AUBURN, Ala — Auburn University’s Campus Kitchen organization is fighting food waste on campus and hunger in the community in a tremendous way. In fact, the organization recently received the “Kitchen of the Year Award’ at the Food Waste and Hunger Summit held at Walsh University in Ohio.
The dedicated group of student volunteers collects leftover food from kitchens on campus, such as dining halls, and then redistributes to people in the community and on-campus who need meals. Last year alone, the group collected more than 14,000 pounds of food and served more than 12,000 meals.
Campus Kitchen continues to flourish in popularity on campus as a favorite place for students to volunteer.
Freshman Devontae Lindsey receives service learning credit for a course by volunteering at Auburn University’s Campus Kitchens. He finds it educational and satisfying.
“There’s all these hungry people in the world. So, with my help, with everyone else who does Campus Kitchen, I think I can do my part, if not more,” says Lindsey.
“I was really surprised to learn how many people in the area and how many students on our campus were struggling with food insecurity,” says Campus Kitchens VP-Elect Kenzley Defler.
Defler began volunteering about a year and a half ago and never stopped.
“Getting involved with Campus Kitchens has kind of shaped what I want to do after I graduate. The more I learn about it, the more I think that focusing on food and fighting food insecurity may be something I want to do with my career,” says Defler.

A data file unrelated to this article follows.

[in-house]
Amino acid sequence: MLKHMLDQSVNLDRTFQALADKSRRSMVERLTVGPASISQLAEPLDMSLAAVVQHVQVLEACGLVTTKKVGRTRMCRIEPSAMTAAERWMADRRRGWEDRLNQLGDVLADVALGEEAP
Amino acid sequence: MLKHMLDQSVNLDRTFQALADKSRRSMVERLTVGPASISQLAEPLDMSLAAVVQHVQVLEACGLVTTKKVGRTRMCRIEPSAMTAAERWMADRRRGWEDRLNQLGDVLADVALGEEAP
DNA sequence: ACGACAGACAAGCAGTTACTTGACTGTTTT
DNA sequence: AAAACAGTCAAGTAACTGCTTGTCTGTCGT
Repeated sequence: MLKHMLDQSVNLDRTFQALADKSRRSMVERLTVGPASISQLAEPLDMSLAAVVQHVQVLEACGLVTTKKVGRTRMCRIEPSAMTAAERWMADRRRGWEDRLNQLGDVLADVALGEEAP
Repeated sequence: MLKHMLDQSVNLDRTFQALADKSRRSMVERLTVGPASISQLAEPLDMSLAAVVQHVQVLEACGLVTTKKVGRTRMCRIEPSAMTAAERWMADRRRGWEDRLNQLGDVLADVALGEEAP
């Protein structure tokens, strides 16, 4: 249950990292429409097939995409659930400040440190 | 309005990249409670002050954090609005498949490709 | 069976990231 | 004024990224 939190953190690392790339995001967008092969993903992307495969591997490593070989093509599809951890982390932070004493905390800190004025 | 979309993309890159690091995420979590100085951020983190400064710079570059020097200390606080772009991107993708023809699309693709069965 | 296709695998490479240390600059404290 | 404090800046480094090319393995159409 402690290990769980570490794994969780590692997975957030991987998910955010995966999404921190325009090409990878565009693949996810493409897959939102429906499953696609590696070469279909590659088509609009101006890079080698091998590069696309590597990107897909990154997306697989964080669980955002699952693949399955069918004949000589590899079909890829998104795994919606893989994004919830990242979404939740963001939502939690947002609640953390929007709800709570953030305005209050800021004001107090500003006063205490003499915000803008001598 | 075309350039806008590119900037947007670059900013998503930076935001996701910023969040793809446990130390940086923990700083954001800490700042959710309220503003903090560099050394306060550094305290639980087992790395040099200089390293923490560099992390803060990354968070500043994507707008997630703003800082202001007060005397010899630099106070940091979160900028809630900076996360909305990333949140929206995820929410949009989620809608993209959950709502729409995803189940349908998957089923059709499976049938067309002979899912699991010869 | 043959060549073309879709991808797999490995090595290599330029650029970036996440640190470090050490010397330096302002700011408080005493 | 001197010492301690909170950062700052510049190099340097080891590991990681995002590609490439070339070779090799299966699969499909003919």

And so now Campus Kitchens on the bottom floor of the Toomer Hall dormitory on the Auburn University campus is not only a way that minimizes food waste and serves the community at-large, but is also gaining momentum as way to serve students on campus who also need a meal.
“A research study [was] recently done on campus by a hunger studies class, and they found that about 30 percent of Auburn students are food insecure at some point during the year, and so we realize that this is a big need,” says Hallie Nelson, past president, and newly-elected treasurer of Campus Kitchens.
Nelson, now a senior, started volunteering three years ago. During that time, she and her peers have learned much about the face of hunger in America.
“It’s people that you know who are having trouble finding money for dinner. It’s also just people who might look like they might have enough to eat, but you don’t know their personal situation,” says Nelson.
Hallie Nelson speaks more upon the impact of Auburn’s Campus Kitchen: